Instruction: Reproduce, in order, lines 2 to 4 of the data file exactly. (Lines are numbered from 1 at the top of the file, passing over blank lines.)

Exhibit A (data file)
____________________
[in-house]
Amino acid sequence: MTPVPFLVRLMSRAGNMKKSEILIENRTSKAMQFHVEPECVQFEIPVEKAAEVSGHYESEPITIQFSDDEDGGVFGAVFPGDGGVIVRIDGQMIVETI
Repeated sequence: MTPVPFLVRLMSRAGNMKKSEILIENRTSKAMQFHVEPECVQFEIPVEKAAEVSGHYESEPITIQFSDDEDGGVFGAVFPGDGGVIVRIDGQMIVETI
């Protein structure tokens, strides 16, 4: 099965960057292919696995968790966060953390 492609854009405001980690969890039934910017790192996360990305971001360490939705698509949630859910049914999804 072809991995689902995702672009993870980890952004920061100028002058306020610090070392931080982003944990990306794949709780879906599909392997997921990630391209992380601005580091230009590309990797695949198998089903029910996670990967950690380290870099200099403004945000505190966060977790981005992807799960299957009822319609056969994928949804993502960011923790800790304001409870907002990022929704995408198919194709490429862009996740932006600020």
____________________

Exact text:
Amino acid sequence: MTPVPFLVRLMSRAGNMKKSEILIENRTSKAMQFHVEPECVQFEIPVEKAAEVSGHYESEPITIQFSDDEDGGVFGAVFPGDGGVIVRIDGQMIVETI
Repeated sequence: MTPVPFLVRLMSRAGNMKKSEILIENRTSKAMQFHVEPECVQFEIPVEKAAEVSGHYESEPITIQFSDDEDGGVFGAVFPGDGGVIVRIDGQMIVETI
């Protein structure tokens, strides 16, 4: 099965960057292919696995968790966060953390 492609854009405001980690969890039934910017790192996360990305971001360490939705698509949630859910049914999804 072809991995689902995702672009993870980890952004920061100028002058306020610090070392931080982003944990990306794949709780879906599909392997997921990630391209992380601005580091230009590309990797695949198998089903029910996670990967950690380290870099200099403004945000505190966060977790981005992807799960299957009822319609056969994928949804993502960011923790800790304001409870907002990022929704995408198919194709490429862009996740932006600020």